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Top US officials to Israel for session on possible Iran deal
By MICHAEL WILNER
05/07/2014
Nat'l Security Adviser Susan Rice, negotiator Wendy Sherman to brief Israeli officials as they begin to doubt that the Vienna talks will succeed.
 
WASHINGTON – In a warm-up for their latest round of talks in Vienna next week with other world powers and Iran over its nuclear program, top American officials will travel to Israel on Wednesday to brief their chief regional ally on the progress of the negotiations.

US National Security Adviser Susan Rice will travel from Washington to Jerusalem, and Under Secretary of State for Political Affairs Wendy Sherman, President Barack Obama’s chief negotiator in the talks with Iran, will depart directly for Vienna after the briefings, where the fourth round of nuclear talks resume next week.

Israeli officials are beginning to publicize their skepticism that the deal under construction in Vienna – aimed at ending the nuclear crisis – will satisfy their security concerns.

The government of Prime Minister Binyamin Netanyahu considers Iran’s nuclear capacity an existential threat and fears the White House is prepared to accept Iran as a nuclear-threshold state.

The Obama administration says that nothing is agreed to until everything is settled: primarily, the large-scale dismantlement of infrastructure in Iran’s nuclear program with no feasible civilian nuclear purpose.

“We’ve talked about all the issues in the first three rounds,” State Department deputy spokeswoman Marie Harf told reporters on Tuesday.

“We can already see some areas of agreement, or at least where there’s a path forward, and have been very clear about where there will be tougher negotiations ahead. But we do feel like we can start drafting and do feel like we can get this done by July 20.”

July 20 is a deadline self-imposed by the parties at the table – the US, United Kingdom, France, China, Russia and Germany – granting themselves a six months to negotiate, with the option of adding an additional six months should all parties agree.

And yet most diplomats are saying that will not be necessary. Drafting of the comprehensive agreement is set to begin next week, and world powers and Iran are expressing optimism.

Foreign Minister Mohammad Javad Zarif said that Iran and Western powers already agree on 50 to 60 percent of the contents of an agreement.

“Israel is very concerned about the current discussions with Iran, because all signs point to the P5+1 accepting a deal that will leave Iran’s nuclear weapons capability intact,” Ambassador to the US Ron Dermer told the Anti-Defamation League last week. “The only deal that should be acceptable is the one that dismantles Iran’s nuclear weapons production capability.”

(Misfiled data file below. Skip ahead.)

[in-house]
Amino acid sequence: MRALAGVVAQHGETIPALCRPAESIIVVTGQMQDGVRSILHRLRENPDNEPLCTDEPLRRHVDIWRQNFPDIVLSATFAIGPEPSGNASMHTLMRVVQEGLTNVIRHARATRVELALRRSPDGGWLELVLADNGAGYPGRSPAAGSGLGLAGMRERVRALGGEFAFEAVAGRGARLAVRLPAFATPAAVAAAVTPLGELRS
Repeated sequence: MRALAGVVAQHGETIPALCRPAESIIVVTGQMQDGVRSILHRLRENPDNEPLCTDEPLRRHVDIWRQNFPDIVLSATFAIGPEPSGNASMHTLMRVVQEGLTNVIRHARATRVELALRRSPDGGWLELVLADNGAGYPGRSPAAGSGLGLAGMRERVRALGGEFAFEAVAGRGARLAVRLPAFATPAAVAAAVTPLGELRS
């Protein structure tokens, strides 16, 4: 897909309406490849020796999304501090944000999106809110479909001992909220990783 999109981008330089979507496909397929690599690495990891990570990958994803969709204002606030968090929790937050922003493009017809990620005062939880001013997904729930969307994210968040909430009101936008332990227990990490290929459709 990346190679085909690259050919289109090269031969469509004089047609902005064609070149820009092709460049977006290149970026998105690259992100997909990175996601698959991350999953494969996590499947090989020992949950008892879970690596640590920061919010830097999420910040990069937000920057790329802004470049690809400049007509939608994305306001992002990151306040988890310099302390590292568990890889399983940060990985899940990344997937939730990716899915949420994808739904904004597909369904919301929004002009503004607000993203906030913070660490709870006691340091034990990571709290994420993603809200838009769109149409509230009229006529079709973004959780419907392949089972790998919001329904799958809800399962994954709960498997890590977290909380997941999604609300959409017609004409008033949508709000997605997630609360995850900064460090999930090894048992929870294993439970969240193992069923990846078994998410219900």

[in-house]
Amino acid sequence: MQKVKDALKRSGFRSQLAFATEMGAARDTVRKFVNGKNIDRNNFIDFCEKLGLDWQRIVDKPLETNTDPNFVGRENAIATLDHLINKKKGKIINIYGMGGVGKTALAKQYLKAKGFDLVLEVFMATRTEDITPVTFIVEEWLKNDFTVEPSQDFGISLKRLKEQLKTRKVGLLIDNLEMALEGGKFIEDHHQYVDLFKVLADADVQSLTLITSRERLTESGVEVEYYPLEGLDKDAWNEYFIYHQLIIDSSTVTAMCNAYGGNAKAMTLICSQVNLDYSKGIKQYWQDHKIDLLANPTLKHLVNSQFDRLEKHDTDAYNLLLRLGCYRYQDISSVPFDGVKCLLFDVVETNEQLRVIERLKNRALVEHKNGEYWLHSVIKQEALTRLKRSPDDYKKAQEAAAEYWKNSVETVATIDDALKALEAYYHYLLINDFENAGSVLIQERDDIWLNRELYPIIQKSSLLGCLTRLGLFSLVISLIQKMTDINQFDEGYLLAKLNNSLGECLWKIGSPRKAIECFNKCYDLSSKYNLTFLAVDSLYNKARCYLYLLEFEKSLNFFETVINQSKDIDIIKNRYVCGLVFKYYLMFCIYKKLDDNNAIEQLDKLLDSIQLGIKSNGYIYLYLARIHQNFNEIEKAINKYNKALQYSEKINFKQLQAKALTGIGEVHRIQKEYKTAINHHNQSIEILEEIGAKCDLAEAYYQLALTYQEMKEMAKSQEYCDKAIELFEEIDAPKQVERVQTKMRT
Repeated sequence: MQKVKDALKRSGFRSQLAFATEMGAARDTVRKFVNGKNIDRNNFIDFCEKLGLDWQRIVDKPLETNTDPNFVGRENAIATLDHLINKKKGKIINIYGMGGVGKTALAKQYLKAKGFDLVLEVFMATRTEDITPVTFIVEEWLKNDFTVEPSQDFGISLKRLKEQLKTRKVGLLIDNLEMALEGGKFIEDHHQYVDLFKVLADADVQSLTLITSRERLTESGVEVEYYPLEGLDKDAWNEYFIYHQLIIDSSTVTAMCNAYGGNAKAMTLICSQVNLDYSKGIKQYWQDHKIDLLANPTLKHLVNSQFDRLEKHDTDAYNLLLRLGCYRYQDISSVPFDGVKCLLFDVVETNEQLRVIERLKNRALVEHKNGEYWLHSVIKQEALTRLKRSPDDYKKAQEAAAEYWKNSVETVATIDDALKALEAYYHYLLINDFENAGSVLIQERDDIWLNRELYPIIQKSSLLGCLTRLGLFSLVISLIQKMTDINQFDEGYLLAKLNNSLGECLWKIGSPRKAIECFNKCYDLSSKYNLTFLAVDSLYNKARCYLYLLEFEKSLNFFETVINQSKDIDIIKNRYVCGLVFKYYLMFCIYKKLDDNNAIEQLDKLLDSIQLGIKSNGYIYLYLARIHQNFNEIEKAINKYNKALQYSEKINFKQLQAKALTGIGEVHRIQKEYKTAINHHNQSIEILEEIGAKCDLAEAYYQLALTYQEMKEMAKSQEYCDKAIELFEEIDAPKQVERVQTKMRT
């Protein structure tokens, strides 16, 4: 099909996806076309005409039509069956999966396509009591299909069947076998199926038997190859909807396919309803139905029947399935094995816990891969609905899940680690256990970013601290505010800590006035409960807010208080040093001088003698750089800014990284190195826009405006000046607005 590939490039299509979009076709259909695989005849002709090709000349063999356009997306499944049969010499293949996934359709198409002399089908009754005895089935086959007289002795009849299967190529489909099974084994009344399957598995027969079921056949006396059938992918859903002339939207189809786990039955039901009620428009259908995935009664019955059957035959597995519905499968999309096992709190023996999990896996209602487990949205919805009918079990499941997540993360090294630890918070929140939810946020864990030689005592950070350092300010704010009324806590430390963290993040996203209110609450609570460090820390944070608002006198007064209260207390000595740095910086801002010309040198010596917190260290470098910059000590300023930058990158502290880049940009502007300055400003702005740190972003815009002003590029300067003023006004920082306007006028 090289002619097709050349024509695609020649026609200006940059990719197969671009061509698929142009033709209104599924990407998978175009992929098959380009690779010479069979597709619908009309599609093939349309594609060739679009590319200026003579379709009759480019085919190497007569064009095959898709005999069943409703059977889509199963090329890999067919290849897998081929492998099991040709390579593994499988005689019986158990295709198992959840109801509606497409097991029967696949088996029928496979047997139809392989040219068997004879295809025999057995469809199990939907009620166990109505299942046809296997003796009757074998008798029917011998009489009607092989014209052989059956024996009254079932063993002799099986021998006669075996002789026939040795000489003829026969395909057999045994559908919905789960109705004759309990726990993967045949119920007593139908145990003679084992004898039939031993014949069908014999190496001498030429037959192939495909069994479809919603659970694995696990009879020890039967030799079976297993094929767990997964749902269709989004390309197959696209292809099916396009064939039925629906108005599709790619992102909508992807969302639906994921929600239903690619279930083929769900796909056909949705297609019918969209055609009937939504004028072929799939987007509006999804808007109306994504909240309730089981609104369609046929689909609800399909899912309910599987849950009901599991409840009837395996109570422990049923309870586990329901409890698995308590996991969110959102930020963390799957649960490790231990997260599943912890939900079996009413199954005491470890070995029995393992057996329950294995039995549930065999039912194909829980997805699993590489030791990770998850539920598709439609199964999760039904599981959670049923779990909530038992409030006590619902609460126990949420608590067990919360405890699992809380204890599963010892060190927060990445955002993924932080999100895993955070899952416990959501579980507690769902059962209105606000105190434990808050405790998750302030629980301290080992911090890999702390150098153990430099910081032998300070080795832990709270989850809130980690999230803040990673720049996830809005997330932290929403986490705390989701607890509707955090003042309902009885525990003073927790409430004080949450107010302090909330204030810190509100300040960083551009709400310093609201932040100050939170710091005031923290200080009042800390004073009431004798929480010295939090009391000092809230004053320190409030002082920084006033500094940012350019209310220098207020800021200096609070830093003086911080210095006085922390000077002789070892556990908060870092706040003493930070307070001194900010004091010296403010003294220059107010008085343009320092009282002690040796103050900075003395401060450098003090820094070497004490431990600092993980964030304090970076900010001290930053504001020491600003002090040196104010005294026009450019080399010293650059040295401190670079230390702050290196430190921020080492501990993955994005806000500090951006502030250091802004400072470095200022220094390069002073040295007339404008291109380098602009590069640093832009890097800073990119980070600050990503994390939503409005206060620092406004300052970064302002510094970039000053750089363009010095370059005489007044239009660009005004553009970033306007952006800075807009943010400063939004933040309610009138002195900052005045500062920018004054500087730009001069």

Defining “capability” will be the point of contention between Rice and Sherman and their Israeli counterparts.

The US believes, for instance, that an intercontinental ballistic missile program is less of a concern if Iran is incapable of building a nuclear warhead to mount on its tip. The Israelis, more so than the Americans, are concerned that a sustained research and development program in Tehran will allow Iran to advance rapidly beyond a small, peaceful nuclear program.

On Tuesday, technical experts from all sides convened in New York on the sidelines of a United Nations conference on nuclear nonproliferation to discuss the minutiae of the possible deal.

The experts, mostly from the US, Iran and the UN’s International Atomic Energy Agency, are scholars of nuclear science and of the financial sanctions architecture put in place to punish Iran for its decades-old nuclear work, and to goad its leaders to the negotiating table.

“Much of this is very technical,” Harf said. “How we ensure Iran cannot obtain a nuclear weapon, that their program is for purely peaceful purposes, that involves a high degree of technicality that will have to be informed very specifically by the work of our experts, the EU experts, the P5+1, and of course, Iran.”

The government in Tehran vows it will never cede its right to peaceful nuclear power – and what it considers a right to enrich uranium to that end.

Publicly, Iranian officials have promised not to dismantle any aspect of the program.

Rice’s visit, originally planned in March after a bilateral meeting between Netanyahu and Obama in Washington, will include her participation in the US-Israel Consultative Group. The White House says she will lead a delegation including “senior representatives from the departments of State, Defense, Treasury, and the intelligence community.”

Rice’s two-day visit is the first in her role as national security adviser. The Obama administration made clear that Middle East peace process talks are not on the agenda for her trip.

Rice is due to meet separately with Netanyahu and President Shimon Peres, the White House said.

Reuters contributed to this report.
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